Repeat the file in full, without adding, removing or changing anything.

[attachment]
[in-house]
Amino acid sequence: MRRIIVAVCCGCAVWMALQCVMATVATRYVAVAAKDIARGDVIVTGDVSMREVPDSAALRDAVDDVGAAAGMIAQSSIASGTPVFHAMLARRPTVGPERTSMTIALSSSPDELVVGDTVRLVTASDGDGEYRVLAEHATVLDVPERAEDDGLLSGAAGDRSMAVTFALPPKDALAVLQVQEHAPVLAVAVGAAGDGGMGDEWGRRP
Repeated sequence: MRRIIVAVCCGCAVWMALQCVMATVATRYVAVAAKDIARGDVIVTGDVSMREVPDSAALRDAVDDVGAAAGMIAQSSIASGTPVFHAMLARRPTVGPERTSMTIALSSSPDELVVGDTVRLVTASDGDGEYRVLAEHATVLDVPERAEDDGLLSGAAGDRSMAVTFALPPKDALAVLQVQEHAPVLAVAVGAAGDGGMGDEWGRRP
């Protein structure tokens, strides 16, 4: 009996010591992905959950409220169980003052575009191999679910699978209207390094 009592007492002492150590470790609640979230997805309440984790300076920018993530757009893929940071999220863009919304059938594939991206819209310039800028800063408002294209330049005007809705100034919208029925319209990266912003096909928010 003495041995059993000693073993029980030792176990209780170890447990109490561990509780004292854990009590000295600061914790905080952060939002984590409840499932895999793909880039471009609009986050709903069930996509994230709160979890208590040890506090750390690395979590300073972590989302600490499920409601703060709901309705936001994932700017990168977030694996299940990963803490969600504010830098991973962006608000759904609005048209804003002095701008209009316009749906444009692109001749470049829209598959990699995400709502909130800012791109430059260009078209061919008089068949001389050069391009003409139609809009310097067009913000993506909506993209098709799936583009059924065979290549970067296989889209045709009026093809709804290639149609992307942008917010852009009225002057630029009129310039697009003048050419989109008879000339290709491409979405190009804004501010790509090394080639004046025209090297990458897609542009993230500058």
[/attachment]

[in-house]
Amino acid sequence: MRRIIVAVCCGCAVWMALQCVMATVATRYVAVAAKDIARGDVIVTGDVSMREVPDSAALRDAVDDVGAAAGMIAQSSIASGTPVFHAMLARRPTVGPERTSMTIALSSSPDELVVGDTVRLVTASDGDGEYRVLAEHATVLDVPERAEDDGLLSGAAGDRSMAVTFALPPKDALAVLQVQEHAPVLAVAVGAAGDGGMGDEWGRRP
Repeated sequence: MRRIIVAVCCGCAVWMALQCVMATVATRYVAVAAKDIARGDVIVTGDVSMREVPDSAALRDAVDDVGAAAGMIAQSSIASGTPVFHAMLARRPTVGPERTSMTIALSSSPDELVVGDTVRLVTASDGDGEYRVLAEHATVLDVPERAEDDGLLSGAAGDRSMAVTFALPPKDALAVLQVQEHAPVLAVAVGAAGDGGMGDEWGRRP
């Protein structure tokens, strides 16, 4: 009996010591992905959950409220169980003052575009191999679910699978209207390094 009592007492002492150590470790609640979230997805309440984790300076920018993530757009893929940071999220863009919304059938594939991206819209310039800028800063408002294209330049005007809705100034919208029925319209990266912003096909928010 003495041995059993000693073993029980030792176990209780170890447990109490561990509780004292854990009590000295600061914790905080952060939002984590409840499932895999793909880039471009609009986050709903069930996509994230709160979890208590040890506090750390690395979590300073972590989302600490499920409601703060709901309705936001994932700017990168977030694996299940990963803490969600504010830098991973962006608000759904609005048209804003002095701008209009316009749906444009692109001749470049829209598959990699995400709502909130800012791109430059260009078209061919008089068949001389050069391009003409139609809009310097067009913000993506909506993209098709799936583009059924065979290549970067296989889209045709009026093809709804290639149609992307942008917010852009009225002057630029009129310039697009003048050419989109008879000339290709491409979405190009804004501010790509090394080639004046025209090297990458897609542009993230500058």